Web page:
Can COVID-19 Stop Me From Seeing My Child?
Posted on 24th March 2020
Whilst important that parents keep up to date with the Government Guidance the starting point it that all Court Orders MUST be complied with. COVID-19 should not be used as an excuse to prevent one parent from seeing their child/children nor should Orders be breached unnecessarily.
- Where should the child stay if there are elderly of high-risk adults at one home but not the other?
- Are the scheduled Easter Holidays to be treated as a “holiday” or “term time” for the sake of scheduling where a child spends time?
- What if one parent is self-isolating and the child is due to spend time with the other parent as stated by a Court Order?
The common answer:
Use common sense.
Sarah Lees, one of MG Legal’s solicitors in Garstang, will say that every case is going to be assessed on its own individual circumstances.
In unprecedented circumstances there is no “normal course of action” that said the overriding principle of any decision being made should always be TO MAKE DECISIONS WHICH ARE IN THE BEST INTERESTS OF THE CHILDREN.
MG Legal, Family Solicitors in Longridge, advise that parents should be looking to comply with Court Orders or following the “usual” arrangements as best they can, In circumstances where parents are required to deviate from the Order or usual arrangements and they do not have the consent of the Family Court, the parent wishing to deviate from the norm will need to clearly justify and most importantly EVIDENCE such actions, as self-isolation due to COVID-19 will not automatically be accepted by the Courts and will still be treated as a breach of a Court Order with potential sanctions as a result of this.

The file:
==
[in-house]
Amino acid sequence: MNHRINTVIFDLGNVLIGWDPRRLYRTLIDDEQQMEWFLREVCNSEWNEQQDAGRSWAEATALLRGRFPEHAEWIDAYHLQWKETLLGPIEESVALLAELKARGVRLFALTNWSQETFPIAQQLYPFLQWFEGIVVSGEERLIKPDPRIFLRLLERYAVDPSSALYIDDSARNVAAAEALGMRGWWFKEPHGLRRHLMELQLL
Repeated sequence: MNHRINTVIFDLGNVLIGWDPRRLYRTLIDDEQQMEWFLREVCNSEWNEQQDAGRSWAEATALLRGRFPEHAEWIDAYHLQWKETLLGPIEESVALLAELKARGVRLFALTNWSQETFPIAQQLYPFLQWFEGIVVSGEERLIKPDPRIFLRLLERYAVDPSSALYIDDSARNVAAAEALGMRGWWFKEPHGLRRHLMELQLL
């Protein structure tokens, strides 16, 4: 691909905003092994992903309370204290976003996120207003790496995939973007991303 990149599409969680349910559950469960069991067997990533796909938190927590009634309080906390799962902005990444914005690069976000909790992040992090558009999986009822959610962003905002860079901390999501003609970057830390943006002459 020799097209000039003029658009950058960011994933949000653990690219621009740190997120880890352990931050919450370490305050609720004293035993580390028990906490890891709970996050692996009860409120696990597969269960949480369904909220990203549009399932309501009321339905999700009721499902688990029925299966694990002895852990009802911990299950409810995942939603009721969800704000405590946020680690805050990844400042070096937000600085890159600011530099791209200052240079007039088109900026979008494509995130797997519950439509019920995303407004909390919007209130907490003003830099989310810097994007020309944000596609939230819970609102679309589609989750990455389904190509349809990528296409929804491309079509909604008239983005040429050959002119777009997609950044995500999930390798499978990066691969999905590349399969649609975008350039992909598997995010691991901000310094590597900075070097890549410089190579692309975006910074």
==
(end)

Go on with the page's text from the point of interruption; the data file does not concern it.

The key advice from Family Solicitors at the moment it that parents will need to keep clear and open communications using other forms of contact such as phone/video or skype calls for a significant and meaningful duration of time.
Presently the Courts intend to remain open and inevitably as time progresses the Courts will be under large amounts of strain due to emergency Orders etc so agreements by consent between parents are most advised at this stage. The bonus to this approach is that, where there is agreement by consent, there will not be considered a breach of the Court Order.
That said where one Parent makes a decision without consulting the other Parent or moves to breach a Court Order, then these circumstances will be treated very differently. Remember, Family Court is still accepting applications made for enforcement or variations of Court Orders both for short term and long-term consequences of negative reliance upon COVID-19.
MG Legal have a team of solicitors throughout the North West. Our Family Solicitors in Garstang are closely monitoring both the advice issued by the Courts and that of the Government.
If you need assistance in reaching sensible arrangements during this confusing and difficult period contact MG Legal now via email@example.com or call 01524 581 306 for our Lancaster office, or 01995 602129 or 01772 783314, to contact our team of family solicitors in Garstang.
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